Winter storm blows through Ottawa

Snow removal has been a major concern for the City of Ottawa this week, following the winter storm that swept through the area on Jan. 23 and a series of others in the preceding weeks.

The winter storm warning, issued by Environment Canada for the Ottawa area, urged citizens to, “prepare for quickly changing and deteriorating travel conditions,” and for them to, “consider postponing non-essential travel until conditions approve.”

Roughly 25 centimetres of snow blanketed the city, with freezing rain expected to follow later in the evening.

Plows struggled to keep up with the accumulating snow as 21.8 centimetres had previously fallen on Jan. 20, which had not been completely cleared.

“The challenging part is, when it just continues, it wears you down and it just starts to add up and you don’t have any time to do the finishing touches of the cleanup in between storms,” says Coun. Stephen Blais to the Ottawa Citizen.

An overnight parking ban was issued by the city between 1 a.m. and 7 a.m to help snow removal workers clear the roads faster. This prohibited all residents from parking on the streets without a permit and gave the snow removal crews more room to work.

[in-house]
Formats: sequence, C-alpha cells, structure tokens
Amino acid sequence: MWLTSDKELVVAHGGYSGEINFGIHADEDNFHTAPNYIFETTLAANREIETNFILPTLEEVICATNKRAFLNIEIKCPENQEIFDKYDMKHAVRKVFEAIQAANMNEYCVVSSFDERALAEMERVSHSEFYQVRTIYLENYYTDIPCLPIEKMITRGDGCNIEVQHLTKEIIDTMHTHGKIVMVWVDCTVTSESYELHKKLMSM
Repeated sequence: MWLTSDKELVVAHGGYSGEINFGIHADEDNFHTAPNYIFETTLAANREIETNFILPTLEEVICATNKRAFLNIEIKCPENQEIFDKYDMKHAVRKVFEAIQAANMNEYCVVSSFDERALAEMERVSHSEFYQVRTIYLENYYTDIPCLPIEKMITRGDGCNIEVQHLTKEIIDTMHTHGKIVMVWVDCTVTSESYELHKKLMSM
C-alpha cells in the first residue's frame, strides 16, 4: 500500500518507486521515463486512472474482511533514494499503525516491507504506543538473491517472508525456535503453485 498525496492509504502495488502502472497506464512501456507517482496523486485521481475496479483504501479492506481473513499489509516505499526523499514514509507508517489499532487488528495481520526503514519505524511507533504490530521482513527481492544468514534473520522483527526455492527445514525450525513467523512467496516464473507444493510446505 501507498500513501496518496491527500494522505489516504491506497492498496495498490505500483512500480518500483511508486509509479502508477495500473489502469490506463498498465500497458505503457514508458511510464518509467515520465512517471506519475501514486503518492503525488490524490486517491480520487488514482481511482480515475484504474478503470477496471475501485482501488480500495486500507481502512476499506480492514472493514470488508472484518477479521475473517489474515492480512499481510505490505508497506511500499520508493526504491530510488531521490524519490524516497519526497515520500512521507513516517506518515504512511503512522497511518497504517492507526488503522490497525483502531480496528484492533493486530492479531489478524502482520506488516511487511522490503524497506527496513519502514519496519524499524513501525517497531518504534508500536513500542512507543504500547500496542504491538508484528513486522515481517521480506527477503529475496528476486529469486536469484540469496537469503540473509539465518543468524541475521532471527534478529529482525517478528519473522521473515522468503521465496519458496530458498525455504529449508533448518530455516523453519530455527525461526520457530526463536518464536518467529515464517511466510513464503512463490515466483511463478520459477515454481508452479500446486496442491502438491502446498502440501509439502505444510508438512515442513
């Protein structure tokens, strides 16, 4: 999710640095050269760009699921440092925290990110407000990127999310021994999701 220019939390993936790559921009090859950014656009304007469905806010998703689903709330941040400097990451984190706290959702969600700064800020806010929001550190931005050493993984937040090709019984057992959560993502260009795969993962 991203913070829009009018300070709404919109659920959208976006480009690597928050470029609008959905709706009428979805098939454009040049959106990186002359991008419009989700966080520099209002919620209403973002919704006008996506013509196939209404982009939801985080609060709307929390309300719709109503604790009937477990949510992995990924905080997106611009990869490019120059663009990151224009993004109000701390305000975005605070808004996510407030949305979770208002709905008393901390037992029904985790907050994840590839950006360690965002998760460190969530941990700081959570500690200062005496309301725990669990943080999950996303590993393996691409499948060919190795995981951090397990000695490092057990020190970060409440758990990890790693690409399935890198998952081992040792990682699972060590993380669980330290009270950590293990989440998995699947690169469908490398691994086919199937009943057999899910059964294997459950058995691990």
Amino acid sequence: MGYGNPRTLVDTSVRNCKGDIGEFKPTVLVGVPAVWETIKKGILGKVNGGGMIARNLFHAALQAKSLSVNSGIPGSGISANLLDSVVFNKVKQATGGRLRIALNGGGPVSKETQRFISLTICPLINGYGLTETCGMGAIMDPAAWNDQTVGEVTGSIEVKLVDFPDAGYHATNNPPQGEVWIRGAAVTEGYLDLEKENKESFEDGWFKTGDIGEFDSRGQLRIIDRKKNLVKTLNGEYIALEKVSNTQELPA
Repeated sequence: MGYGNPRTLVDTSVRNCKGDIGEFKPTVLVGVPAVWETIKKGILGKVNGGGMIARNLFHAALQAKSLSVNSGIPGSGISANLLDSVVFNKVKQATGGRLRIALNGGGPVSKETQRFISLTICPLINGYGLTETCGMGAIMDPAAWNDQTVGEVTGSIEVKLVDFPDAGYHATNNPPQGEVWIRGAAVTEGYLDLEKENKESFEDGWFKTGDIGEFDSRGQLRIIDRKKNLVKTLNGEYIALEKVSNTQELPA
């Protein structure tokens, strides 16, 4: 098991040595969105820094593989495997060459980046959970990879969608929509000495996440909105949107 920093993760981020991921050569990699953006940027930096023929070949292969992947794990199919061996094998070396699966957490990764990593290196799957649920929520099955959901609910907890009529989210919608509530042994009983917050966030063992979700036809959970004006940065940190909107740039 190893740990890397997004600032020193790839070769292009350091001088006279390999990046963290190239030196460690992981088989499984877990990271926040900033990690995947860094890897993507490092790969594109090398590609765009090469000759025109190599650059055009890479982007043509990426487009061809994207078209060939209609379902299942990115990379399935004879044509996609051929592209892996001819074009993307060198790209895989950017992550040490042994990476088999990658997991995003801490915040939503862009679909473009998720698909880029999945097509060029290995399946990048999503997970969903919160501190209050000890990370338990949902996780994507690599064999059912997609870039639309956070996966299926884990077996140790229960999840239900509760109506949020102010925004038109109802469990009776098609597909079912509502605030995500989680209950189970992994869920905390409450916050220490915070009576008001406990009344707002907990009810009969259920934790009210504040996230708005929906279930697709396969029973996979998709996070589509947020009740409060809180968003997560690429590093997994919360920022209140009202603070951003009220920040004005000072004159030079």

OC Transpo busses were heavily affected by this snow buildup causing major delays, cancelled busses, more traffic at mainline stations and busses getting stuck in the snow. Many busses had trouble accelerating through the building slush on the roads, especially in high-traffic areas.

“There’s a lot more you have to watch out for,” says Cameron Mantle, a 20-year-old part-time snow removal worker. “People, traffic…without distractions, you can focus on the task at hand of clearing the snow. With the amount of snow that fell, I would doubt that they would have cleared it away quickly.”

The Jan. 23 storm was just the icing on the cake when it came to extreme weather for the Ottawa area this week.

It arrived following the extreme cold on Jan. 20, where Ottawa was declared the coldest capital on earth at -36 degrees with the wind-chill.

“It was so cold, I didn’t want to leave my room,” says Brooke Jackson, 18, a health science student at the University of Ottawa. “It really sucked having to go out there when I had class.”

Elementary schools and high schools had four days off from school because of the school bus cancellations. They were cancelled Monday and Tuesday because of the extreme cold, Wednesday because of the snowfall and Thursday from icy roads and predicted freezing rain.


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